Dear Future President,
As a citizen of the US, I would like to congratulate you on winning the election of 2016 and on becoming the next person who will take the challenge of leading the country, and continue the legacy of our great founding fathers who had wrote the Amendments and the Constitution in order to protect our basic rights as Americans. As a matter of fact, I would like to address an issue that relates to basic human rights: Transgender people's rights to use the bathroom of their choice. Recently, the state North Carolina passed a controversial law known as HB2, that requires people living in the state to use the public restroom that corresponds to their official gender on their birth certificate due to the growing fear of transgender people sexually harassing non-transgender people. This fear seems to come naturally especially when it comes to the safety of non-trans kids and women. However, fear is not always based on truth. It can sometimes even be the opposite of the truth.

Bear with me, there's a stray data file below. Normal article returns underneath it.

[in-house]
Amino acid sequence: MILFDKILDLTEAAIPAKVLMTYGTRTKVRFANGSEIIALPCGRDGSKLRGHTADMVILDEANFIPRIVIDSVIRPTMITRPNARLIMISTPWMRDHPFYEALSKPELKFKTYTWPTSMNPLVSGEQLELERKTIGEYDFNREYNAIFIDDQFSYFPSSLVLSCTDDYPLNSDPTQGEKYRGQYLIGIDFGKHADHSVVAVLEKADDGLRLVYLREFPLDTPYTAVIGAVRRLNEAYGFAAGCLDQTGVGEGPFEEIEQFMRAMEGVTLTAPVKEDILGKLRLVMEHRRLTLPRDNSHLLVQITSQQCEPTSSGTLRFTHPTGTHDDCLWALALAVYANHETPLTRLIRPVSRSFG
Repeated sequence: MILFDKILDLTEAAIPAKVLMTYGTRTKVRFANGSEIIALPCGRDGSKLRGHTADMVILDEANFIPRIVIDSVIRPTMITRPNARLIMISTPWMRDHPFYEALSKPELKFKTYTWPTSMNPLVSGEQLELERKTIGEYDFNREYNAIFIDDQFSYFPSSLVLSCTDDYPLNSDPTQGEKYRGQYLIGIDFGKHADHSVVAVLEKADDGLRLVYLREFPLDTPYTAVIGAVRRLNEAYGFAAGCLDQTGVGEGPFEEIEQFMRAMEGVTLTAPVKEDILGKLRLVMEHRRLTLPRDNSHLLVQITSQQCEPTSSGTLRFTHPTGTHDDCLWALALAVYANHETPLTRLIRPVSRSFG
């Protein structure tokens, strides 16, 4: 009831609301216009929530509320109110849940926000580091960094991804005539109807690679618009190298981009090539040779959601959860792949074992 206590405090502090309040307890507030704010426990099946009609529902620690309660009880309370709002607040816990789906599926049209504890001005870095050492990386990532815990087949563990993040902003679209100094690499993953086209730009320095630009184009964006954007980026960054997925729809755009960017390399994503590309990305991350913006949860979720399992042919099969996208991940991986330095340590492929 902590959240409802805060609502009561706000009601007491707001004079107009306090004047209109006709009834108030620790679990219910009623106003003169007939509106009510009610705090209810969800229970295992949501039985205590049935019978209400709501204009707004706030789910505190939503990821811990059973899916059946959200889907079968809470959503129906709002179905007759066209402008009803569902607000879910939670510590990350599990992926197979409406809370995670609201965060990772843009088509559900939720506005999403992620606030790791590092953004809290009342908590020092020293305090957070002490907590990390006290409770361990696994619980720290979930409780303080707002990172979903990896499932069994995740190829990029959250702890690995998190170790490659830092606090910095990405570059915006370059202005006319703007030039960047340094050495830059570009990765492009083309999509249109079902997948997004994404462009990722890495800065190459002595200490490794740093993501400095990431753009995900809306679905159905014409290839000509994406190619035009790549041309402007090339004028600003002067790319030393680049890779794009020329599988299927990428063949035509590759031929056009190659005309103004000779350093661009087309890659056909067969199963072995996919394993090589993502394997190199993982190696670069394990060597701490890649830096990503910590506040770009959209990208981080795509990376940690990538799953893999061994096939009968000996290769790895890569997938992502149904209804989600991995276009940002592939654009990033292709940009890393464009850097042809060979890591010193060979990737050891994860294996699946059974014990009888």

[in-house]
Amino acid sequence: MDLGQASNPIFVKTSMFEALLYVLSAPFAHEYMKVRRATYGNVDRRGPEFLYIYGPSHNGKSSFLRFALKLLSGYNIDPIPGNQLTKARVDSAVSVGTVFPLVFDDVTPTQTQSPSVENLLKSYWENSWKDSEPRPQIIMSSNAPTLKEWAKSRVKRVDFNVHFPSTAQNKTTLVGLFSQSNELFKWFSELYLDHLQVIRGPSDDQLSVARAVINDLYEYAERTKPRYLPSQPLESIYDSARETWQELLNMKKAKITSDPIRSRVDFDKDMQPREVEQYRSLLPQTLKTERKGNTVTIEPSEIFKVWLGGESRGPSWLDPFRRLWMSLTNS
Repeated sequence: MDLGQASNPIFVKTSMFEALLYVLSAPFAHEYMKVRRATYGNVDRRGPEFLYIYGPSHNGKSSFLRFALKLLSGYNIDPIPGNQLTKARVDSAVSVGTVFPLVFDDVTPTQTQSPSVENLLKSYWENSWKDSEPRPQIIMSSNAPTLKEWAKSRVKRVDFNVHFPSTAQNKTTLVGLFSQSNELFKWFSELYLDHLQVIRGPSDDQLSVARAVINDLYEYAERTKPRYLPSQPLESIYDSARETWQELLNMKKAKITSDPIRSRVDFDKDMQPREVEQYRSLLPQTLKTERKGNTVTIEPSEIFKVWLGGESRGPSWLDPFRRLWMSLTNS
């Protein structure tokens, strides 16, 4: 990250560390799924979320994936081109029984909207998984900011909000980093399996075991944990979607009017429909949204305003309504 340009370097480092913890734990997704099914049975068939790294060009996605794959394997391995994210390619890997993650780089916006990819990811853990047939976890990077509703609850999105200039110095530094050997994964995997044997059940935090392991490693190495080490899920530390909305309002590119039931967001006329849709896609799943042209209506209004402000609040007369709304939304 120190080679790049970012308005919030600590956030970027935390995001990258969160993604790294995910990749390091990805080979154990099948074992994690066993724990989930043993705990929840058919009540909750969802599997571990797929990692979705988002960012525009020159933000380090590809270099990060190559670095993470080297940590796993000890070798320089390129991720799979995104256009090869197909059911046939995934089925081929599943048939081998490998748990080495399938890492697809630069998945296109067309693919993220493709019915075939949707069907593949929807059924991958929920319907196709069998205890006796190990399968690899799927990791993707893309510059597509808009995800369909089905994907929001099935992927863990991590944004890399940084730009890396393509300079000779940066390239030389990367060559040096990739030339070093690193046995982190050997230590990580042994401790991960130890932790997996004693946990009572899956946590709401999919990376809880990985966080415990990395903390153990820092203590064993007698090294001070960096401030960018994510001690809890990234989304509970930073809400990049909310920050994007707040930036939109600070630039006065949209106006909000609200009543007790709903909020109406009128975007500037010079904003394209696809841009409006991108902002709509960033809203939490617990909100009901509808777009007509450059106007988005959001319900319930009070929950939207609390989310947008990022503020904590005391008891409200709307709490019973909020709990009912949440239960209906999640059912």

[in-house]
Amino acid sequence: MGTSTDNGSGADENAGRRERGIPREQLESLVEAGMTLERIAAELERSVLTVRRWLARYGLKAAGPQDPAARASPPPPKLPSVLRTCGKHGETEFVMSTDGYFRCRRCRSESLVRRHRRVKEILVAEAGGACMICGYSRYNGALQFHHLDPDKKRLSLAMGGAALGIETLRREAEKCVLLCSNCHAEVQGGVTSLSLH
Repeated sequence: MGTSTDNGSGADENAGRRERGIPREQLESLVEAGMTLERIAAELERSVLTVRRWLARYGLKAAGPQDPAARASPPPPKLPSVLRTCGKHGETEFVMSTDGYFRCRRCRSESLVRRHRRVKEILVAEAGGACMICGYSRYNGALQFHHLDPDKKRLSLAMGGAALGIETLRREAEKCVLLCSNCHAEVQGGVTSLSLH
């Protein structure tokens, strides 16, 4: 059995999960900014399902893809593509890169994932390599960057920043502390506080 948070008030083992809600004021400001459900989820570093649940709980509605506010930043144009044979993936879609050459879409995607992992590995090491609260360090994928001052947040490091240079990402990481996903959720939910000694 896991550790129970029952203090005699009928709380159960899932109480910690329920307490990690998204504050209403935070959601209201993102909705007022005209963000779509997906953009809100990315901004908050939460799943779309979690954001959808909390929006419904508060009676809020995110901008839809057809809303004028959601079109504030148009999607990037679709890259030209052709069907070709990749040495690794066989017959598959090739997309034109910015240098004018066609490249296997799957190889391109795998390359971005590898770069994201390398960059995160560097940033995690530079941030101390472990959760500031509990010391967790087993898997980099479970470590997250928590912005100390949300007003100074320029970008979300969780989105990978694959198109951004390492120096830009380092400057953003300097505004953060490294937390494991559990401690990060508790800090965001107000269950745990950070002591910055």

One of the many problems that causes this fear to grow is the stigma against transgender people and how they are currently being portrayed in the society with ideas like “A dangerous man in a dress will come and rape you.” In the reality, according to a research conducted by 2011 National Transgender Discrimination Survey, it was revealed that 41% of transgender participants had attempted suicide at some point of their life. The biggest cause of this is cases of sexual assault, followed by physical assault, harassment, and job loss due to gender bias. Correspondingly, a Georgia State University finds that the suicide rates grow significantly higher --from 41% to an alarming 60%-- with transgender university and college students being denied access to bathrooms and gender appropriate campus. Many people would argue about their concerns for their wives, daughters, etc… but however they seem to forget about trans women who are also wives, daughters, etc… who ultimately suffered because people refused to view them as women but as sexual predators as the result of the fears for sexual harassment and assault carried by males. With this in mind, I would like point out that the fear are against males. Not transgender people. So why must they suffer and face discrimination because of something like this?